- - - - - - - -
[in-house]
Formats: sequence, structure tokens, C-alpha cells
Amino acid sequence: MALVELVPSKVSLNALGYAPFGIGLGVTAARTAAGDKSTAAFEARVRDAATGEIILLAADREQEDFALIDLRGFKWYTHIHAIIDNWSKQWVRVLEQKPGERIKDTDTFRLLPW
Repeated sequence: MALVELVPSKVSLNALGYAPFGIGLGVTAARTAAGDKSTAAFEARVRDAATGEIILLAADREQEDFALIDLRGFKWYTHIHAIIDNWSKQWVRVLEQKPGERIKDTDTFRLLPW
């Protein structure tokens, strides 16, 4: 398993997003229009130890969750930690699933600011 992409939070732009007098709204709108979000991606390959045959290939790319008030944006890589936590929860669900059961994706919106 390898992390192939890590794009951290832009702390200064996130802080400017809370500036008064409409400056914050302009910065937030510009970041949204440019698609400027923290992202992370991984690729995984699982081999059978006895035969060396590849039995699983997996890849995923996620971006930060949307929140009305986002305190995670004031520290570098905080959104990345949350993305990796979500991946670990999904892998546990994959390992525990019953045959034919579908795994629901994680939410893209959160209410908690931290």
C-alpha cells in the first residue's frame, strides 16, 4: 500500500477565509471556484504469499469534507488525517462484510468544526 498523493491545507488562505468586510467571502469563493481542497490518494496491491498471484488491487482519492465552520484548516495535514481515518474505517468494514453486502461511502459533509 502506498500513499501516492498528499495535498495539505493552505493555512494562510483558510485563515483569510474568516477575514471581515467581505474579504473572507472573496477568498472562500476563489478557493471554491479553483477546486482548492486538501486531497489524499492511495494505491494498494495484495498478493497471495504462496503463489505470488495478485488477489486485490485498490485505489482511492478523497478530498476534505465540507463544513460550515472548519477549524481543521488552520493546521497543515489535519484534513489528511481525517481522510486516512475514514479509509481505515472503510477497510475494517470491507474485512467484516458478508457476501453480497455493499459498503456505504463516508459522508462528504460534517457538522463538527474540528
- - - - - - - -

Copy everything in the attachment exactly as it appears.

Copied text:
[in-house]
Formats: sequence, structure tokens, C-alpha cells
Amino acid sequence: MALVELVPSKVSLNALGYAPFGIGLGVTAARTAAGDKSTAAFEARVRDAATGEIILLAADREQEDFALIDLRGFKWYTHIHAIIDNWSKQWVRVLEQKPGERIKDTDTFRLLPW
Repeated sequence: MALVELVPSKVSLNALGYAPFGIGLGVTAARTAAGDKSTAAFEARVRDAATGEIILLAADREQEDFALIDLRGFKWYTHIHAIIDNWSKQWVRVLEQKPGERIKDTDTFRLLPW
């Protein structure tokens, strides 16, 4: 398993997003229009130890969750930690699933600011 992409939070732009007098709204709108979000991606390959045959290939790319008030944006890589936590929860669900059961994706919106 390898992390192939890590794009951290832009702390200064996130802080400017809370500036008064409409400056914050302009910065937030510009970041949204440019698609400027923290992202992370991984690729995984699982081999059978006895035969060396590849039995699983997996890849995923996620971006930060949307929140009305986002305190995670004031520290570098905080959104990345949350993305990796979500991946670990999904892998546990994959390992525990019953045959034919579908795994629901994680939410893209959160209410908690931290």
C-alpha cells in the first residue's frame, strides 16, 4: 500500500477565509471556484504469499469534507488525517462484510468544526 498523493491545507488562505468586510467571502469563493481542497490518494496491491498471484488491487482519492465552520484548516495535514481515518474505517468494514453486502461511502459533509 502506498500513499501516492498528499495535498495539505493552505493555512494562510483558510485563515483569510474568516477575514471581515467581505474579504473572507472573496477568498472562500476563489478557493471554491479553483477546486482548492486538501486531497489524499492511495494505491494498494495484495498478493497471495504462496503463489505470488495478485488477489486485490485498490485505489482511492478523497478530498476534505465540507463544513460550515472548519477549524481543521488552520493546521497543515489535519484534513489528511481525517481522510486516512475514514479509509481505515472503510477497510475494517470491507474485512467484516458478508457476501453480497455493499459498503456505504463516508459522508462528504460534517457538522463538527474540528